Comparative Biomechanics: Life's Physical World. Steven Vogel. Princeton University Press, Princeton, NJ, 2003. 582 pp., illus. $60.00 (ISBN 0691112975 cloth).
A provocative article published in 1998 focused on a disparate group of scientists who pay for their own research (Jon Cohen, “Scientists Who Fund Themselves,” Science 279: 178–181). Their reasons for self-funding are dissatisfaction with the grant refereeing and awarding process, irritation over the time that grant applications can absorb, and the rejection of new ideas, which hampers innovation. I have met many of the scientists cited in this article and I find them admirable—exemplars who prompt my wistful reflection, “I wish I'd thought of that.”
Steven Vogel is one of those cited as using “his salary to fund his own relatively inexpensive research on biological fluid mechanics.” A professor at Duke University in Durham, North Carolina, Vogel has established an international reputation, starting with his doctoral work on the flight of fruit flies. His later work has probed such diverse topics as the design and ventilation of prairie dog burrows, leaves and sponges, the way in which the leaves of trees deform to resist high winds, and the design of plant stems. He is that rare animal, a biologist who is at once fluent in mathematics, conversant with physics and physical chemistry, and an accomplished practical engineer.
More than that, the quality of Vogel's writing allows him to convey complex ideas clearly and make them so accessible that his books are hard to put down. His Life in Moving Fluids: Physical Biology of Flow (Willard Grant Press, Boston, 1991) was the starting point for my studies in that area. His earlier Life's Devices: The Physical World of Animals and Plants (Princeton University Press, Princeton, NJ, 1988) was so attractive that I have “lost” two copies to my students; that book was deservedly awarded the Irving and Jean Stone Prize for Science Writing for Public Understanding. Steven Vogel is able, thanks to his skill with the pen, to bring his enthusiasm for functional studies of living organisms to a wide audience and thereby (and I write this with admiration) to supplement his salary substantially.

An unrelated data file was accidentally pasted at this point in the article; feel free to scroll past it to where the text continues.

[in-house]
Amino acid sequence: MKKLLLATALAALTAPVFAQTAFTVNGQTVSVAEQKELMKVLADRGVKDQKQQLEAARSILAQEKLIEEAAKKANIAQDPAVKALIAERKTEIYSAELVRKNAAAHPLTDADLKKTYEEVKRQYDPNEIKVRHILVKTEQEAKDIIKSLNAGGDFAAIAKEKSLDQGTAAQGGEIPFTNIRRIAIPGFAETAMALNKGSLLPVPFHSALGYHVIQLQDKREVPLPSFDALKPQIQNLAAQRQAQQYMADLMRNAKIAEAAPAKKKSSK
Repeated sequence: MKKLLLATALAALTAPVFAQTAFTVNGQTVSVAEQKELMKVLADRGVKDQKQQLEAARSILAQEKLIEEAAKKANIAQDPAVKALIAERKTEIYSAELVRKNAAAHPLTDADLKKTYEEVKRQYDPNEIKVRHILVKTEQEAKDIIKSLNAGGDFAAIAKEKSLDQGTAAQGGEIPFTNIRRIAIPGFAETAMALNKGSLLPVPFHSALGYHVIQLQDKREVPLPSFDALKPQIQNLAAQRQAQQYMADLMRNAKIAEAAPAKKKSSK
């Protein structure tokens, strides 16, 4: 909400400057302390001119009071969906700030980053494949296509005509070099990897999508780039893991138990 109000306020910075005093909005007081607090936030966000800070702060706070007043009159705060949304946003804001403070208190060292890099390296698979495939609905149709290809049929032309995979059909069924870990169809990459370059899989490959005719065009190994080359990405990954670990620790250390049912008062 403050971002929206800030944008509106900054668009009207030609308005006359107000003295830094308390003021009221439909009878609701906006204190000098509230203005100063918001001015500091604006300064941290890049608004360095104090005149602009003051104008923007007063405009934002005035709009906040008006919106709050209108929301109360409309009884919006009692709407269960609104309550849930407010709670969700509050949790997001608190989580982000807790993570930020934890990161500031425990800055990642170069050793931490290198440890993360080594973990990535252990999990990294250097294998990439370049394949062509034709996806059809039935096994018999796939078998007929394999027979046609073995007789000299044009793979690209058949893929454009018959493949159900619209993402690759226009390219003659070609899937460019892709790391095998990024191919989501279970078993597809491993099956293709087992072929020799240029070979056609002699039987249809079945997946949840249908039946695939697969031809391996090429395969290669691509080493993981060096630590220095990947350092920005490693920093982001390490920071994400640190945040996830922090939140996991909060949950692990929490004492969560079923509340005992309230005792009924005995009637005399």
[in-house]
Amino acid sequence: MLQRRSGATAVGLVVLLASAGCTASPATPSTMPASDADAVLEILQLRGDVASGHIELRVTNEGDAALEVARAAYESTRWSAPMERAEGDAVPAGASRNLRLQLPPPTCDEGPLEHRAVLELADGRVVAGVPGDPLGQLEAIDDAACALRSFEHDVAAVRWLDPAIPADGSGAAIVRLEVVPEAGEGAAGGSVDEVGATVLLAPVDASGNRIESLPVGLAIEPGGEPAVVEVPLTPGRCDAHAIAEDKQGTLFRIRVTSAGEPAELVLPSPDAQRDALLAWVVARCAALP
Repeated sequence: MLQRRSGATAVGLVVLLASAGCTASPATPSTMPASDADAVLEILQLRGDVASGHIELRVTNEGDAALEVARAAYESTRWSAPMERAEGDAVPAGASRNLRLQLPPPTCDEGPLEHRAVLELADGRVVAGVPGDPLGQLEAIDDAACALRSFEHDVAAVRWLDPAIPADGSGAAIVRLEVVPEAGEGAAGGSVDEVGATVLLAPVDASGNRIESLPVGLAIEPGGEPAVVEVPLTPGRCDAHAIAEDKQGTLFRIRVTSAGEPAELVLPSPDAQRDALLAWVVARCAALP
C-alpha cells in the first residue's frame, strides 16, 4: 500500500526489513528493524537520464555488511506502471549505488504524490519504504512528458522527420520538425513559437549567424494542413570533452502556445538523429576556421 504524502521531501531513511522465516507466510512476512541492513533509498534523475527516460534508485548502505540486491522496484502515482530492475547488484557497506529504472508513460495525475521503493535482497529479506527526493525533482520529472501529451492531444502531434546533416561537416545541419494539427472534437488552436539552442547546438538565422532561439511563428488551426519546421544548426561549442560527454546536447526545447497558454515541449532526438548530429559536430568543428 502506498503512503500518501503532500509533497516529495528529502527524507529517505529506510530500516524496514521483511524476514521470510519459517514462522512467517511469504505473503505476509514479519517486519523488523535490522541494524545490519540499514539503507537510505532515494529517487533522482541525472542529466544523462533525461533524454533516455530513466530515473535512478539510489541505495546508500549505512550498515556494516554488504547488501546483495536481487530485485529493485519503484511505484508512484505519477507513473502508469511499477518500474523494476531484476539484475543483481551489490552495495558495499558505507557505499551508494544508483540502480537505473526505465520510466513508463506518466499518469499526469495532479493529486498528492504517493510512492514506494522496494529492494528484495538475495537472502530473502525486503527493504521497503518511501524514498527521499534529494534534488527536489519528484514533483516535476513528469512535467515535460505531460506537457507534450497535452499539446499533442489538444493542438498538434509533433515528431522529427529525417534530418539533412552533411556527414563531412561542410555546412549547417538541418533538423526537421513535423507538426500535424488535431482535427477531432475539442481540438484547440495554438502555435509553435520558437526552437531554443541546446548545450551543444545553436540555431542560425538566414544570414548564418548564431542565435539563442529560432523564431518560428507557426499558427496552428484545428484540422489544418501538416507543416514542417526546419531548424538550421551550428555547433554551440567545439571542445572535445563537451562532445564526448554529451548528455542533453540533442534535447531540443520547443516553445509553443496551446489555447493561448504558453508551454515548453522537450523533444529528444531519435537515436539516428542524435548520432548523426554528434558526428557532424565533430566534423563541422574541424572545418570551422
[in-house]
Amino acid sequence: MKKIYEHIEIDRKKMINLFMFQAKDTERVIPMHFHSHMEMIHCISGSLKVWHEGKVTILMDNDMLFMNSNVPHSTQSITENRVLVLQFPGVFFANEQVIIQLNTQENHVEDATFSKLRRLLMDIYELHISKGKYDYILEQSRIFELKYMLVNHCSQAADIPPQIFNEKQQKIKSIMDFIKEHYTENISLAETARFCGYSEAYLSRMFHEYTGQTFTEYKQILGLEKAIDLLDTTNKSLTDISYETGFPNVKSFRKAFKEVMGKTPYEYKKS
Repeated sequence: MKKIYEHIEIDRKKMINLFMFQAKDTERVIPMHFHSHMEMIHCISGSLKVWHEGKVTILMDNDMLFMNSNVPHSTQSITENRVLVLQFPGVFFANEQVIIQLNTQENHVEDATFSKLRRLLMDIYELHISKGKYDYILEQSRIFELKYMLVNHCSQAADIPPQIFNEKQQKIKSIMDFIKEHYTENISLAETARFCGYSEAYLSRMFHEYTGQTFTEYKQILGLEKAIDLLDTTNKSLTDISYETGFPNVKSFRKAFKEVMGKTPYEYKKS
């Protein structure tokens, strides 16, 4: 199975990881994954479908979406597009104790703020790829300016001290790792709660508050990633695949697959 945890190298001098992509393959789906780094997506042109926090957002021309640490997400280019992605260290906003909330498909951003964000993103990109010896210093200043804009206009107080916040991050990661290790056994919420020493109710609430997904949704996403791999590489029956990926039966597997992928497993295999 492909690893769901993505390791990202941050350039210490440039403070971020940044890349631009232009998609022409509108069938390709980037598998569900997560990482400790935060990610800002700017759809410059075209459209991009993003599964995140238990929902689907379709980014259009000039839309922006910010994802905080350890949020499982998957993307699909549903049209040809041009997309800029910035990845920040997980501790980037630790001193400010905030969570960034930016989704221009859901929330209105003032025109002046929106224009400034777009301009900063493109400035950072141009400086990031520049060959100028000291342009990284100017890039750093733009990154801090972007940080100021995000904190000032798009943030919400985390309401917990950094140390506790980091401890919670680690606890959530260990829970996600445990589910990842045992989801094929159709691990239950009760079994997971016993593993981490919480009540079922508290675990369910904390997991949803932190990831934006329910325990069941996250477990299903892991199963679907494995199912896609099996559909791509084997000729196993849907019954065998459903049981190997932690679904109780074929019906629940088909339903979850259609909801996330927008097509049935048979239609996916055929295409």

In the preface to his latest book, Vogel makes the point that while “biomechanics” is often taken to refer to human problems, particularly medical ones, the book's title, Comparative Biomechanics, embraces the whole natural world. The book is aimed at biology undergraduates at any level beyond introductory courses but, as is increasingly the case with modern biology, it presumes and often requires a passable knowledge of the physical sciences and mathematics.
The four introductory chapters deal with basic physical dimensions and their biological meaningful derivatives, such as power and work, force and pressure. Vogel introduces us to the Système internationale d'unités, to which he adheres sedulously throughout the book. He also starts us off on an accepted series of symbols for parameters: Here, accepted usage can be ambiguous; for example, “E” can stand for energy or Young's modulus of elasticity, while “e” stands for efficiency. Never fear: All the symbols he uses are listed on pages 519 and 520 and, where uncertainty could arise in the text, he is careful to guide us.
Part 2 comprises 10 chapters on fluids, starting with discussion of the static properties of gases and liquids and moving to flowing fluids, both around and within organisms. I particularly enjoyed chapters 12 and 13 on the generation of lift and thrust for swimming and flying. This is a rapidly moving and fertile field of biological research and Vogel handles it effortlessly and with great insight (fortunately, the book arrived just in time for me to update my first-year lectures). In my view, this section is a must for anyone studying animal locomotion.